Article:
College of Science and Health Theses and Dissertations

Date of Award

Spring 6-10-2016

Degree Type


Degree Name

Doctor of Philosophy (PhD)



First Advisor

Jane Halpert

Second Advisor

Doug Cellar

Third Advisor

Goran Kuljanin


The practice of competency modeling has been widely applied as a strategic human resource initiative in the United States and abroad (Schuler & Jackson, 2005). It is estimated that 70–80% of Fortune 500 companies use some form of competency modeling within their talent management programs to define and/or measure work performance (Stone, Webster & Schoonover, 2013). This widespread popularity is likely explained by the many proposed benefits of competency modeling adoption. Some of these benefits include directly linking future-oriented talent requirements to business objectives and strategies, integrating talent programs across HR functions, and offering a more flexible and adaptable method to study work in a dynamic business environment.

While many articles debate competency modeling methods and best practices, little empirical evidence exists to support the broad claims that competency modeling improves organizational performance, warranting the need to empirically and critically examine proponents’ claims (Dubois, 1993; Lucia & Lepsinger, 1999; Rahbar-Daniels, Erickson & Dalik, 2001; Stone et al., 2013). As such, this is a topic wanting and ready for empirical research. This research seeks to address this gap and extend the literature by examining the effectiveness of competency modeling as an organizational development intervention to improve organizational performance.

The organization that served as the case study and foundation of the research is a residential education department at a large private, Midwestern university that implemented a competency model immediately after redefining their mission, vision, goals and values to reflect the departmental philosophy following reorganization. By implementing a competency model as an organizational development intervention, the department could directly articulate how employees’ roles and responsibilities relate to the overall department philosophy and ensure that all personnel practices and organizational activities are aligned to fulfill the departmental mission, vision, goals and values (Campion, Fink, Ruggeberg, Carr, Phillips & Odman, 2011; Shippmann, Ash, Battista, Carr, Eyde, Hesketh, Keyhoe, Pearlman, Prien & Sanchez, 2000).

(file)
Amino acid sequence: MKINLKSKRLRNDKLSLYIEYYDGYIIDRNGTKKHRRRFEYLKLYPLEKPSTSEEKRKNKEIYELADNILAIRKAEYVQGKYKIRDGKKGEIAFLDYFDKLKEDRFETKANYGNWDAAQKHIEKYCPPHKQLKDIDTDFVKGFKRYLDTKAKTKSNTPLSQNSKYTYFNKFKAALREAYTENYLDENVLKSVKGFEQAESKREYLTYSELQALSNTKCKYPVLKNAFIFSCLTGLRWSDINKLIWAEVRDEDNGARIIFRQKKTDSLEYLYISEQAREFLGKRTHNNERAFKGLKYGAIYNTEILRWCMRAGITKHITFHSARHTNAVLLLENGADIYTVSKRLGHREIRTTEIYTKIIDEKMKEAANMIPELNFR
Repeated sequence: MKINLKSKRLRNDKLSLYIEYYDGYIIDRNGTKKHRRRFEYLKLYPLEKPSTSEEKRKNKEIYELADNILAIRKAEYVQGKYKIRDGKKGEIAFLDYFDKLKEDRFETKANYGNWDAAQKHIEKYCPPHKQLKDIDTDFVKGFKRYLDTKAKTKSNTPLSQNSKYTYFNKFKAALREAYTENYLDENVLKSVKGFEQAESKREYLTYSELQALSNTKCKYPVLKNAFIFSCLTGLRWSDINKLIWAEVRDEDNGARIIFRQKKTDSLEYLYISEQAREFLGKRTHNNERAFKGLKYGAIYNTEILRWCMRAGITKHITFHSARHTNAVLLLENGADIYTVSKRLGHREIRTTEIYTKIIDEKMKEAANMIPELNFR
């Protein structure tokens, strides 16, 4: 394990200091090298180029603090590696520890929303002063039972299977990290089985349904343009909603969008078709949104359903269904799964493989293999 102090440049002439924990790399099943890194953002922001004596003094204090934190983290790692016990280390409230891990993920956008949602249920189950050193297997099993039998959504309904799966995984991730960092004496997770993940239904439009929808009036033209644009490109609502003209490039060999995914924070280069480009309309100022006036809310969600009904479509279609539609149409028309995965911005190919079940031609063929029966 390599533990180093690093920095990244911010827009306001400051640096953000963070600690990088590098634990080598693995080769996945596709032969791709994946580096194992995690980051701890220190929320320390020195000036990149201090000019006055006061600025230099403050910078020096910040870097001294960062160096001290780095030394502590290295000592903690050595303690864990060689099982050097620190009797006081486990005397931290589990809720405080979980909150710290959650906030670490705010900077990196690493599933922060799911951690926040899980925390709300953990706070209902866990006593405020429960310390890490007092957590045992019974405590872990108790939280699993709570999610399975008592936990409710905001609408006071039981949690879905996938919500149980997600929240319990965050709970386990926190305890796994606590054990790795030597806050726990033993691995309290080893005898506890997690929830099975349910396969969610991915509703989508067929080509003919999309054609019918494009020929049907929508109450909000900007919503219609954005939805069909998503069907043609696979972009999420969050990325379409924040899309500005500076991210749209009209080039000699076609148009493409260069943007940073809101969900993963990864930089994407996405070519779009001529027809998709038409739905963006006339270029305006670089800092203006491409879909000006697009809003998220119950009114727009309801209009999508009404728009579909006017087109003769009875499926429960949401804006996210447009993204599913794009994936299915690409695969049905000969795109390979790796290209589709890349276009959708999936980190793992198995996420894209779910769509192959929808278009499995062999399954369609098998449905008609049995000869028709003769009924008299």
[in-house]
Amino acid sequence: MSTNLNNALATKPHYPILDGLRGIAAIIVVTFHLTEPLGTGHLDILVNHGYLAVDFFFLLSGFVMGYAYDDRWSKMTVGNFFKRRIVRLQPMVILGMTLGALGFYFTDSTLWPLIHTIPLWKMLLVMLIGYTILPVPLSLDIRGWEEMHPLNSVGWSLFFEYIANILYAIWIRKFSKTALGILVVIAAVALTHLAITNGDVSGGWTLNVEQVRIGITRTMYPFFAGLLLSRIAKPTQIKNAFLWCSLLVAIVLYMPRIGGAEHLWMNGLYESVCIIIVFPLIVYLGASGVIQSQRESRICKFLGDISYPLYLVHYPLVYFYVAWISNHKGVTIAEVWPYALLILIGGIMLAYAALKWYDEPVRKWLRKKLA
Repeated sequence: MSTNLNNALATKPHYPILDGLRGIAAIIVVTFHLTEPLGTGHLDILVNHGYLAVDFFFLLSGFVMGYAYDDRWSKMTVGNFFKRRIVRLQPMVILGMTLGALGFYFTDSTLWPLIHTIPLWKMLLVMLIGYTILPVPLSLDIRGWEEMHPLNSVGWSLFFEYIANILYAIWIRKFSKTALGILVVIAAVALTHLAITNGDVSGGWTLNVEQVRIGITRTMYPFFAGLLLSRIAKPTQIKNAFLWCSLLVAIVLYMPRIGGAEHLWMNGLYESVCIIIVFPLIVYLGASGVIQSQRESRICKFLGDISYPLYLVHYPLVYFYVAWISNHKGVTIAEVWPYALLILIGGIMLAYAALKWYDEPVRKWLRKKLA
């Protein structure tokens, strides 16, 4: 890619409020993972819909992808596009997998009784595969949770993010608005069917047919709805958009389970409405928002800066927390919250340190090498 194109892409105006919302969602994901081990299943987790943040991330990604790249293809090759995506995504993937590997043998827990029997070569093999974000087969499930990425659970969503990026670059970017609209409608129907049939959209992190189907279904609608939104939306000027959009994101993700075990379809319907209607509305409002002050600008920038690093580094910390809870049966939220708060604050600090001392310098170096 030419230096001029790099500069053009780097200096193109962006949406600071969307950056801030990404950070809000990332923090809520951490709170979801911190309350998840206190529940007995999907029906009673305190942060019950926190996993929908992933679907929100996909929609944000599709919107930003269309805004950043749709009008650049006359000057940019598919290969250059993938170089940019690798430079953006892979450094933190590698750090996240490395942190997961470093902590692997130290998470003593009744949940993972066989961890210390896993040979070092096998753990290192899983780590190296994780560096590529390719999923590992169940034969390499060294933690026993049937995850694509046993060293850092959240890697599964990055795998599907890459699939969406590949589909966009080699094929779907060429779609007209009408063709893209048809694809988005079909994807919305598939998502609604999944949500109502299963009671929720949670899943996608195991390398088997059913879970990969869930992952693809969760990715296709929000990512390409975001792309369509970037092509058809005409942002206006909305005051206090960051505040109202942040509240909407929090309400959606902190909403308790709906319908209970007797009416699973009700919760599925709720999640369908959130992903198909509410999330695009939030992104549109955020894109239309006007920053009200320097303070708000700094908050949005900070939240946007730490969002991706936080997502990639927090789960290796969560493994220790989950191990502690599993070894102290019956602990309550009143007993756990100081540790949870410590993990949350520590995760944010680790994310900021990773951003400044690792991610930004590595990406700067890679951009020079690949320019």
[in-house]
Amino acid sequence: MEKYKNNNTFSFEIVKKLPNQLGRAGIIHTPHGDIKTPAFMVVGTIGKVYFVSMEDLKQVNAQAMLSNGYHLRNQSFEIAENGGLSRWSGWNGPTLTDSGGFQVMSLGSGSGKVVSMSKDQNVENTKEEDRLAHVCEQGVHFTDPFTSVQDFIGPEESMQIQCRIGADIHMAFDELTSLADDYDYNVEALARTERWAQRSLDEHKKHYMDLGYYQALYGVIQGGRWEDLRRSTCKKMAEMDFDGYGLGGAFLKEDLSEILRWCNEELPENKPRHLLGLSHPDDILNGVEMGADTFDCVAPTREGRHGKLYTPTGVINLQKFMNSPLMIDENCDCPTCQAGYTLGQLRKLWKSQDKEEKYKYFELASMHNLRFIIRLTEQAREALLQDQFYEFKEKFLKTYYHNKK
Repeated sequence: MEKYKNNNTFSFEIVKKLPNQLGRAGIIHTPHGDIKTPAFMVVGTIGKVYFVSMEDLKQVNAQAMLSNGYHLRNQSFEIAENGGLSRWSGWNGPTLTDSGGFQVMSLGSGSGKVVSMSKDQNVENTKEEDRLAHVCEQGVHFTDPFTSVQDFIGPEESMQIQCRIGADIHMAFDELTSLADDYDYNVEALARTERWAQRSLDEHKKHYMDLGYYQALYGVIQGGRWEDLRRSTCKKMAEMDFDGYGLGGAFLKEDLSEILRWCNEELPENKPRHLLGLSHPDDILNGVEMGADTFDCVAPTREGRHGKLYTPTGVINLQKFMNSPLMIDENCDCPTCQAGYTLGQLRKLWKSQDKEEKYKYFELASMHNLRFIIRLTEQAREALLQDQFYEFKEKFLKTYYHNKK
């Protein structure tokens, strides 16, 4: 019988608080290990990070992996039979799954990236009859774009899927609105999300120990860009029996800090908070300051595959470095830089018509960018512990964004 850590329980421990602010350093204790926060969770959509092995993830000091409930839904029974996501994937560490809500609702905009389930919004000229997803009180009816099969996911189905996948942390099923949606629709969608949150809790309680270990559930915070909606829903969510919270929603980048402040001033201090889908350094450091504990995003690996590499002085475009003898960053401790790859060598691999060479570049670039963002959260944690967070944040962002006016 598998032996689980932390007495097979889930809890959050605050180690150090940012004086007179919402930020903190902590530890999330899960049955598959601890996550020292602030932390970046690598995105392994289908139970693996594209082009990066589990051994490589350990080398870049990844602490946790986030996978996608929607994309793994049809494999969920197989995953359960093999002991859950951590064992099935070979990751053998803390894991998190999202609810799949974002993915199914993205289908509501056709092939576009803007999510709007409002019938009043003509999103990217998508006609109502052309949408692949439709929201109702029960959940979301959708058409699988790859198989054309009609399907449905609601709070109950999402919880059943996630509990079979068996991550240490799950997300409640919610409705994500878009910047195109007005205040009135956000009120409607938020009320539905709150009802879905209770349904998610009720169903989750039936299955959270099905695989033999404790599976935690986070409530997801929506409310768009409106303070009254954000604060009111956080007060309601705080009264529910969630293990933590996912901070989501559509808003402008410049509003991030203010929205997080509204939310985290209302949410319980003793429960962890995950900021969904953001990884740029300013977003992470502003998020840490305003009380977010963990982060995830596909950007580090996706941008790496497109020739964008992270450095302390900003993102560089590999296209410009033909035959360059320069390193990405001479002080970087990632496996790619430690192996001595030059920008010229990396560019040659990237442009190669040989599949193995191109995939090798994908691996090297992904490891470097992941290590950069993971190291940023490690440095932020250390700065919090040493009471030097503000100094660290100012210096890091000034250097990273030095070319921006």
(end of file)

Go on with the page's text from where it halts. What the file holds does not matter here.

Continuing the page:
The goals of this research were twofold. First, validity evidence was established for the competency model as a tool to measure and improve employee performance. Secondly, the effectiveness of the competency modeling as an organizational development intervention to improve organizational performance was investigated using a longitudinal non-equivalent control group quasi-experimental design. Results provided the first published empirical evidence demonstrating that competency modeling can sustainably improve organization performance and lend support to the theory and practice of competency modeling as an organization development initiative. While initial results are promising and support some of the claimed benefits of competency modeling to date (Dubois, 1993; Lucia & Lepsinger, 1999; Rahbar-Daniels et al., 2001; Stone et al., 2013), the causal mechanisms that are involved and impact practical effectiveness of competency modeling are still not well understood by the field. This area of study has much to explore and would continue to benefit from additional research to explain both how and why competency modeling may be effective in improving organization performance. Practical implications as well as contributions of the research to the literature are discussed.

SLP Collection